Professor Christine Mummery is one of the founders of stem cell medicine in the Netherlands. Her work focuses on understanding cardiovascular development and disease mechanisms, ultimately hoping to find personalized treatments for patients suffering from cardiovascular disease.
Professor Christine Mummery is a pioneer in stem cell medicine. In 2007, she introduced the method for turning adult human cells, like skin cells or blood cells, into stem cells in the Netherlands. These cells are called human induced pluripotent stem cells (hiPSC). Professor Mummery’s team uses hiPSCs to develop miniature organs, so-called organ-on-chip models, or cardiac microtissues and cardioids. The group’s area of expertise is cardiovascular disease. The organs-on-chip are used to study the development of blood vessels and heart tissue, and related disease mechanisms. By making organs-on-chip and cardiac microtissues from patients with cardiovascular diseases, it is possible to test multiple treatments and find the one that suits each individual patient best.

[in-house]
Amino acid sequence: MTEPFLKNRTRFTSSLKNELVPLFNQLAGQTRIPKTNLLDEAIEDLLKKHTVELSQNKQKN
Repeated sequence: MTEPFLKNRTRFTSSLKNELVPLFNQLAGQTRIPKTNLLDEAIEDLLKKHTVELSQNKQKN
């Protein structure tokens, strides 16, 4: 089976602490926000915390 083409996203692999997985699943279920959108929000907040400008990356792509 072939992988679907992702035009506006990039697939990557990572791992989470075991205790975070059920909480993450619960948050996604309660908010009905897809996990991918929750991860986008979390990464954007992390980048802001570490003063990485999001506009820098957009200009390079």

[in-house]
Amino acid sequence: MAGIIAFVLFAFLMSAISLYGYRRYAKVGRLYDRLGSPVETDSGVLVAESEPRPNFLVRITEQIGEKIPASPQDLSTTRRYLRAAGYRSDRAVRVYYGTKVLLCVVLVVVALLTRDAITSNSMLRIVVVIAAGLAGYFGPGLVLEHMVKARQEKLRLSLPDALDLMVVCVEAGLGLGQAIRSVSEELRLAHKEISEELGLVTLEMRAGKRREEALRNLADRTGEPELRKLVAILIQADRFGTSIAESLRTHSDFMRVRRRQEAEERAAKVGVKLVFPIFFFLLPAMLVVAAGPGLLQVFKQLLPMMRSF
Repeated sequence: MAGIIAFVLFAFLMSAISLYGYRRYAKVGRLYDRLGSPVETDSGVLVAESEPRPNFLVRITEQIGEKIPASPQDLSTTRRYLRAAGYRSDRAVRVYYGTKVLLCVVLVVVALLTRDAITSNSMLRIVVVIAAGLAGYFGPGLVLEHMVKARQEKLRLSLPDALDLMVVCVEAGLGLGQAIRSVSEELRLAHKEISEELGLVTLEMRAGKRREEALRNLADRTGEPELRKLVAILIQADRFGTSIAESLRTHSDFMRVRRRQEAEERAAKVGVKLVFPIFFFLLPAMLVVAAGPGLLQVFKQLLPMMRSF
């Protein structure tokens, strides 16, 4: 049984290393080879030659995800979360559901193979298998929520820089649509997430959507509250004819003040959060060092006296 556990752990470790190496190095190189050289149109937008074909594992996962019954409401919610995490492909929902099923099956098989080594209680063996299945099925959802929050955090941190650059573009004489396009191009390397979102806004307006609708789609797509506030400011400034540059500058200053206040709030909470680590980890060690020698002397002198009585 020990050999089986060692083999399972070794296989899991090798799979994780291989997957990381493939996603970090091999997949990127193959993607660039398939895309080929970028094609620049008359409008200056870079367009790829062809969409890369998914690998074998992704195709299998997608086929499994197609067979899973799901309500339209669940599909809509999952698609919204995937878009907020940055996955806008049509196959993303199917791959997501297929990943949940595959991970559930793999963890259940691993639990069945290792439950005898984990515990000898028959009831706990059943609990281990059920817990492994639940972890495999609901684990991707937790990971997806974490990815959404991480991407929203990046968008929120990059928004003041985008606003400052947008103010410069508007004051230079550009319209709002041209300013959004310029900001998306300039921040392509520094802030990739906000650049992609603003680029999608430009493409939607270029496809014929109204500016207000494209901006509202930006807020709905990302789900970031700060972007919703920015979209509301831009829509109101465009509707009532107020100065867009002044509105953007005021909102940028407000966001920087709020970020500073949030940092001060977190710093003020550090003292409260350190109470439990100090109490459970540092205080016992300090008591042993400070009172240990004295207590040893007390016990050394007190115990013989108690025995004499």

Professor Mummery is a principal investigator at Leiden University Medical Center (LUMC) within reNEW as well as the theme lead of its research pillar reSOLVE. In addition, she is the lead of the iPSC and Organ-on-Chip hotel. These facilities, located at LUMC, support several groups of researchers within reNEW.
Professor Mummery has been recognised for her contribution to stem cell medicine with many awards. In addition, she has led numerous international organizations and initiatives including the International Society of Stem Cell Research (ISSCR) and the European Organ on Chip Society (EUROoCS). She currently holds a position as professor of Developmental Biology at LUMC.
reNEW researchers have a strong track record of scientific excellence in stem cell biology
They have performed pioneering work in stem cell research spanning different tissue and cell types, different technological advances and different stages of applied research. This provides an unprecedented international opportunity to utilise the combined wealth of knowledge, complementary skills sets and clinical experience across reNEW to push stem cell discoveries toward translational outcomes.